The Green Falcons still have to face Egypt in the final match of Group A, but have already been eliminated following a 5-0 defeat at the hands of Russia in the opening game on June 14 in Moscow and a 1-0 loss to Uruguay five days later in Rostov.
“I was expecting a little more from Saudi Arabia to be honest,” Vingada told Arab News.
“In the first game they were disappointing but a first game of the World Cup is always hard and especially when it is the first game and everyone is watching. Plenty of teams at the World Cup did not play well in the first game.
“But playing Russia in Russia and to lose is what you would normally expect from Saudi Arabia and while it was far from positive, people should not get carried away.
“The game with Uruguay was much improved in terms of organization and defense and it showed more of the character of the Saudi Arabia team.”
In the past, coaches have been axed following disappointing World Cup campaigns but with the 2019 Asian Cup just seven months away, the Portuguese tactician would prefer to see some stability rather than yet another new man in the dugout.
“The Asian Cup is in the United Arab Emirates and Saudi Arabia will be one of the contenders,” Vingada said. “It is better to stay with the same coach. He has a vision of how he wants the team to play and he now knows the players and the players know him.”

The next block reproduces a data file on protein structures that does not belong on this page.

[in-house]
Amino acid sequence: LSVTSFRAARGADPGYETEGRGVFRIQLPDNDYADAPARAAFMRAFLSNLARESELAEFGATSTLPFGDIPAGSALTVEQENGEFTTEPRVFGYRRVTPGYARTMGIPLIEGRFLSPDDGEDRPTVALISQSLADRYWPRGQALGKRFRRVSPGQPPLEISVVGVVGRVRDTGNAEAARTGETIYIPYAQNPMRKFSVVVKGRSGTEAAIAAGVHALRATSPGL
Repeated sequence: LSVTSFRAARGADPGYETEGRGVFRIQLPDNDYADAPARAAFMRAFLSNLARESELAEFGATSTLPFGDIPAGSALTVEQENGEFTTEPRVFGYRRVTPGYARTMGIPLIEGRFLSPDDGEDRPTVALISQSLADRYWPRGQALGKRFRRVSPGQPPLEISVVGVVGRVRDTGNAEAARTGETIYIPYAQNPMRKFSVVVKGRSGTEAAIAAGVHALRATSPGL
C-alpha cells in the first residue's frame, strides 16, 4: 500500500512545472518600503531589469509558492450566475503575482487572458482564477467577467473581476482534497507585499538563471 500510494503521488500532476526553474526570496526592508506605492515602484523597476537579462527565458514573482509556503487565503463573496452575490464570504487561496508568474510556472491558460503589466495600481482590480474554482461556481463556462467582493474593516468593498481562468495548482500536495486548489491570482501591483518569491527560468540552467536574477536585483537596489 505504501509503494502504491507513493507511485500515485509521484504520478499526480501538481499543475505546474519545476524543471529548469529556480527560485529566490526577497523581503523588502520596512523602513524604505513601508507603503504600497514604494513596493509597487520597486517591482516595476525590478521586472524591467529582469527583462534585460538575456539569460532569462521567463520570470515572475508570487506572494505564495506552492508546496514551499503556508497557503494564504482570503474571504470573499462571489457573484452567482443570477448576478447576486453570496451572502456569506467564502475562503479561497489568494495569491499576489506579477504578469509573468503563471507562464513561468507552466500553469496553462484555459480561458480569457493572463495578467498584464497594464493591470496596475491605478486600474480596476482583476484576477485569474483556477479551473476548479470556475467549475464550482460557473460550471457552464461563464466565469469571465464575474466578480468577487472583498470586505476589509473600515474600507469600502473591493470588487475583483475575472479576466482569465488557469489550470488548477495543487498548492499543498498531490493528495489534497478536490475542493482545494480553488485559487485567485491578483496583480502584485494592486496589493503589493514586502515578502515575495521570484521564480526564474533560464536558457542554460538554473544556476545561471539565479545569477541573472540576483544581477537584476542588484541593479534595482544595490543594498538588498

Constant changing has not helped Saudi Arabia in the past and Pizzi himself has been in the job just seven months.
“The problem is not the coach. He should not be changed, that has happened before but results did not improve, but the mentality has to change.”
Despite that Vingada, who has coached Egyptian club giants Zamalek and the country’s Under-23 team, believes that the Pharaohs, also eliminated, will prevail when the two regional rivals meet on Monday in Volgograd.
“This is an important game for pride, the players and the countries. It is still the World Cup. Egypt have a little more quality I think and have Mohamed Salah too.”
The Liverpool striker has been recovering from a shoulder injury sustained in the Champions League final defeat to Real Madrid in late May and missed the opening game 1-0 loss to Uruguay. He played in the second game, a 3-1 defeat at the hands of Russia, scoring from the spot late in the match to earn a consolation.
“Any coach would take Salah because he can win you games but overall Egypt have been a little disappointing and a little unlucky.”
The bad luck came when conceding a last-minute goal to Uruguay and a fluke own goal to get Russia off the mark. “Uruguay are a tough team and it is no shame to lose 3-1 to a Russia team at home who are playing to qualify for the next round. It showed that European and South American teams still have a little more quality.”
“Egypt just made some mistakes at the wrong time but this is football and without mistakes there are no goals.”
Ahead of the clash against Egypt Pizzi confirmed his intention to stay as Saudi Arabia boss, looking to build on the seven months he has had to imprint his ideas on the team ahead of the Asian Cup.